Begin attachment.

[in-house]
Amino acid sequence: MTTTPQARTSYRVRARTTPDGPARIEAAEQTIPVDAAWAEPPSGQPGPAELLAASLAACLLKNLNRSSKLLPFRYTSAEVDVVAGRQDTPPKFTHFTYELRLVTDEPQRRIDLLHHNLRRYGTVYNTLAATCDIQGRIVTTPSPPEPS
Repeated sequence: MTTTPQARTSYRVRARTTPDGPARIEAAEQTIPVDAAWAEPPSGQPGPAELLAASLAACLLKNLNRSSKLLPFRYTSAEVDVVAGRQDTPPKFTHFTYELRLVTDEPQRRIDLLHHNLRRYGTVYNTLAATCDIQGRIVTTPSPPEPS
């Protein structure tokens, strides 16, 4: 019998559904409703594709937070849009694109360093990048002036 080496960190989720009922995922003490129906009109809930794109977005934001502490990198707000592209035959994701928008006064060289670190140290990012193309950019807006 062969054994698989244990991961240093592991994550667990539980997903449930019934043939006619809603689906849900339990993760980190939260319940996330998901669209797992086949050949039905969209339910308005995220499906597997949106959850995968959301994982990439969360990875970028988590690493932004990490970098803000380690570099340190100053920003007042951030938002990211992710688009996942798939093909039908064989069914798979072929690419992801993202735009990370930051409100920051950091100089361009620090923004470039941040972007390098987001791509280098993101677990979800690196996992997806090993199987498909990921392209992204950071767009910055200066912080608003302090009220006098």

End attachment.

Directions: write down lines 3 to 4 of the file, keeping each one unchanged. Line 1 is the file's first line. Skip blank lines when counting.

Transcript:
Repeated sequence: MTTTPQARTSYRVRARTTPDGPARIEAAEQTIPVDAAWAEPPSGQPGPAELLAASLAACLLKNLNRSSKLLPFRYTSAEVDVVAGRQDTPPKFTHFTYELRLVTDEPQRRIDLLHHNLRRYGTVYNTLAATCDIQGRIVTTPSPPEPS
């Protein structure tokens, strides 16, 4: 019998559904409703594709937070849009694109360093990048002036 080496960190989720009922995922003490129906009109809930794109977005934001502490990198707000592209035959994701928008006064060289670190140290990012193309950019807006 062969054994698989244990991961240093592991994550667990539980997903449930019934043939006619809603689906849900339990993760980190939260319940996330998901669209797992086949050949039905969209339910308005995220499906597997949106959850995968959301994982990439969360990875970028988590690493932004990490970098803000380690570099340190100053920003007042951030938002990211992710688009996942798939093909039908064989069914798979072929690419992801993202735009990370930051409100920051950091100089361009620090923004470039941040972007390098987001791509280098993101677990979800690196996992997806090993199987498909990921392209992204950071767009910055200066912080608003302090009220006098």